How to get to Pillnitz castle from Dresden, what to see and how long it takes. Plan your perfect tour.
Pilnitz is a quaint little town on the banks of the River Elbe only 30 kilometers away from Dresden. Here, you find the lovely Pillnitz castle (“Schloss Pillnitz“) and its wonderful gardens. For me, it’s one of the best day trips from Dresden – especially as so few international tourists come to visit (just in case: check out my list of the other reasons to visit Dresden).
But Pillnitz Castle is not only beautiful, it also played an important role during the French Revolution, as it was here the so-called Pillnitz Declaration was signed, which ultimately lead to the French Revolution Wars. Quite the historic site, eh? Here is how to visit Pillnitz castle from Dresden.
The short history of the castle
Pillnitz castle dates back to the 18th century. Elector August III., a grandchild of the famous August the Strong, started building the first Baroque buildings you may see today. Even before, there was a somewhat smaller castle that probably dates around 1400 AC.
From the start out Pillnitz was meant to be a summer and hunting palace for the king and his court. One of the royal pleasure barges that served as transport from Dresden for the aristocracy is still on display in the gardens today.
Pillnitz underwent three distinct building periods, which are clearly visible until today. August the Strong ordered the redesign of the Renaissance castle into a Baroque Palace between 1720 and 1730.
Chinese decors were very en vogue back then (August the strong had a huge Asian porcelain collection) and so you’ll find beautiful chinoiseries along the cornices of Pillnitz castle dating back to that period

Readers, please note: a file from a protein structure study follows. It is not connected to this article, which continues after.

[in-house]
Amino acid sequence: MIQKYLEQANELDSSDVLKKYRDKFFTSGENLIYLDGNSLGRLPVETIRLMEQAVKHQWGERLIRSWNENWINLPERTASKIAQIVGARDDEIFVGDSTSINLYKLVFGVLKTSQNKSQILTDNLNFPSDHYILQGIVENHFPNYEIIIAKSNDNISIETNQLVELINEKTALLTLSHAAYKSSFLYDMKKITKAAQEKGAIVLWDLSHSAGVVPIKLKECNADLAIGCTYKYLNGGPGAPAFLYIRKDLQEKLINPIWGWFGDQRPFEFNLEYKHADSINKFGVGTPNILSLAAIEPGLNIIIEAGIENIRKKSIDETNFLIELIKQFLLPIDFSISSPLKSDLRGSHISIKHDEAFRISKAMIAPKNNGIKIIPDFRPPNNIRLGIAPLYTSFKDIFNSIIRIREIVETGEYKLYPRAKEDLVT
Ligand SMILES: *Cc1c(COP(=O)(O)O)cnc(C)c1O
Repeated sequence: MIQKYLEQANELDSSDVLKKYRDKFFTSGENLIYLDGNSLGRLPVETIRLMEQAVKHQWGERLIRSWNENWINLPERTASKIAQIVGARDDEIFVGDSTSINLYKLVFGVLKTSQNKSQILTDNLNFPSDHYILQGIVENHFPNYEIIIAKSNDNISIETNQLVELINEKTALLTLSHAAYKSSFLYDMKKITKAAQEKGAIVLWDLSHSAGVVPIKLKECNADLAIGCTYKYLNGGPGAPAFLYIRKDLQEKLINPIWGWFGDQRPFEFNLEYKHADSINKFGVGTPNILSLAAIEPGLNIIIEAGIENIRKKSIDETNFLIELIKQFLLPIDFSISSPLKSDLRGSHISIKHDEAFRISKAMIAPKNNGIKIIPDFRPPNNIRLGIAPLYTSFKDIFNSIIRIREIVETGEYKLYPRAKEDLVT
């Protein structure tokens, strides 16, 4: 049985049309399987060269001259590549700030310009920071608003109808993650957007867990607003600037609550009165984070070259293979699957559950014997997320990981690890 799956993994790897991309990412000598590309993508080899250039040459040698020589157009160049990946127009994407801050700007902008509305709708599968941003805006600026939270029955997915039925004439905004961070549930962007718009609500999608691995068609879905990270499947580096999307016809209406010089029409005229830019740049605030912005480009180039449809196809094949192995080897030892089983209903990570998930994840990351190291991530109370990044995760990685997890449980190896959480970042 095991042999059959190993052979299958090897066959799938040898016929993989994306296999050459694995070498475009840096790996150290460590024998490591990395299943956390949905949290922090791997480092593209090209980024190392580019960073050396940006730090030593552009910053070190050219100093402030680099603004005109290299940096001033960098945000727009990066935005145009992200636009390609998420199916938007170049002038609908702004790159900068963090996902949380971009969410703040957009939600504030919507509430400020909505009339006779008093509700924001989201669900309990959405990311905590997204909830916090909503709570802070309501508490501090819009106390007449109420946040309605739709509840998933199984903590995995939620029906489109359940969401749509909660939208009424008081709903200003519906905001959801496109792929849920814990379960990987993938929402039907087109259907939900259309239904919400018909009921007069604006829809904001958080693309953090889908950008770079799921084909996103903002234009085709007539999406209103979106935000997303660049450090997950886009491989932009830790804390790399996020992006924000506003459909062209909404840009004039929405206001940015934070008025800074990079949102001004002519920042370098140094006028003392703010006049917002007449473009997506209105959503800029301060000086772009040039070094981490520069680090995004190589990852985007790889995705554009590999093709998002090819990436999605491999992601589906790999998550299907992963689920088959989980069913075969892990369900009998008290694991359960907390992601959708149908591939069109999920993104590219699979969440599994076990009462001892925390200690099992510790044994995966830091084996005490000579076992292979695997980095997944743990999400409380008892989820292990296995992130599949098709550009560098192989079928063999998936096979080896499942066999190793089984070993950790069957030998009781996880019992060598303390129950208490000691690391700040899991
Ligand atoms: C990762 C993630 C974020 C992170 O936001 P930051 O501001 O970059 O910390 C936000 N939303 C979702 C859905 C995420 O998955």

His great-grandchild, Elector Friedrich August III. ordered the construction of the Mountain- and Water Palais (Bergpalais & Wasserpalais). He also added the English and the Chinese Pagoda in the gardens of Pillnitz castle.
In 1818, after a fire devastated the main building, King Friedrich August I, ordered the neoclassical New Palais in the middle of Pillnitz castle. A kitchen, a brewery, and a large chapel were added a few years later as well. Ever since 1830, Pillnitz appears as you see it today.
The park of Pillnitz castle
The main reason to visit Pillnitz castle is the fantastic baroque garden. Strolling through the verdant maze of hedges and flower-beds is a favorite pastime of locals and tourists alike.
The park is quite large, 28 hectares all in all, and home to many smaller and larger sights. You’ll even a botanical garden in the far back.
Pillnitz was, above all, a place for the Saxonian aristocracy to pursue games – an important element of baroque court life. The Bosquet, a formal French garden with high hedges or trees, was the place to engage in these royal past-times.
Back then, gigantic swings had been installed throughout these neat rows of shrubbery. A place for private trysts and certainly the only chance to catch a glimpse of what lay below the fashionable crinolines.
The 250 year old camellia
Among locals, the highlight is a 250-year-old Japanese Camellia. The Pillnitzer Kamelie has its own gigantic greenhouse and blooms between February and April. It is one of the oldest (maybe even the oldest) Japanese camellia in Europe and without a doubt the most impressive.
In summer, the greenhouse (54 tons heavy, no less!) is moved to the side, though you can enter the greenhouse for a small fee in the winter months. While some might think it’s only a pretty flowering tree, back in the 18th-century camellias were priced more than gold. Having exotic plants like these drew visitors from all over the country and added tremendously to the prestige of the owner.
The Chinese Pavilion
At the far end of the park, you will find the Chinese Pavillion. Unlike many others of its contemporaries, this one actually counts as the best replica of a closed Asian pavilion in Europe.
You cannot go inside, though you may catch a glimpse of the Chinese landscapes on the walls of the single room within through the windows on the side.
The English Pavilion